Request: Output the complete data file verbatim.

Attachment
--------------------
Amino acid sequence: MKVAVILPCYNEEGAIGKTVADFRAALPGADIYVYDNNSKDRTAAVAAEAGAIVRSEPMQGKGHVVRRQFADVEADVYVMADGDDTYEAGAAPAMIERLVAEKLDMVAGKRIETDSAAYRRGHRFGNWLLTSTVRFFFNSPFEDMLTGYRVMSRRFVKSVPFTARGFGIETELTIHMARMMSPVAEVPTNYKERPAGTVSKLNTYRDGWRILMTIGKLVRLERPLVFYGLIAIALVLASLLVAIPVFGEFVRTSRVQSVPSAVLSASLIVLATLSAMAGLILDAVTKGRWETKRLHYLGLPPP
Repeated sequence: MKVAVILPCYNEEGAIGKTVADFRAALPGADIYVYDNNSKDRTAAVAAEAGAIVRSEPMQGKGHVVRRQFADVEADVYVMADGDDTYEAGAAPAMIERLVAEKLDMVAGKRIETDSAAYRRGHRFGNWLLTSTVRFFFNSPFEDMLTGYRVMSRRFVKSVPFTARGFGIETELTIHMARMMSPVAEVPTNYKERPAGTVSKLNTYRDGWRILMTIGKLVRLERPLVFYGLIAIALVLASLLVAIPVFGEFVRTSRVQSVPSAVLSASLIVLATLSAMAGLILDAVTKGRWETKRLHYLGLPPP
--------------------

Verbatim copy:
Amino acid sequence: MKVAVILPCYNEEGAIGKTVADFRAALPGADIYVYDNNSKDRTAAVAAEAGAIVRSEPMQGKGHVVRRQFADVEADVYVMADGDDTYEAGAAPAMIERLVAEKLDMVAGKRIETDSAAYRRGHRFGNWLLTSTVRFFFNSPFEDMLTGYRVMSRRFVKSVPFTARGFGIETELTIHMARMMSPVAEVPTNYKERPAGTVSKLNTYRDGWRILMTIGKLVRLERPLVFYGLIAIALVLASLLVAIPVFGEFVRTSRVQSVPSAVLSASLIVLATLSAMAGLILDAVTKGRWETKRLHYLGLPPP
Repeated sequence: MKVAVILPCYNEEGAIGKTVADFRAALPGADIYVYDNNSKDRTAAVAAEAGAIVRSEPMQGKGHVVRRQFADVEADVYVMADGDDTYEAGAAPAMIERLVAEKLDMVAGKRIETDSAAYRRGHRFGNWLLTSTVRFFFNSPFEDMLTGYRVMSRRFVKSVPFTARGFGIETELTIHMARMMSPVAEVPTNYKERPAGTVSKLNTYRDGWRILMTIGKLVRLERPLVFYGLIAIALVLASLLVAIPVFGEFVRTSRVQSVPSAVLSASLIVLATLSAMAGLILDAVTKGRWETKRLHYLGLPPP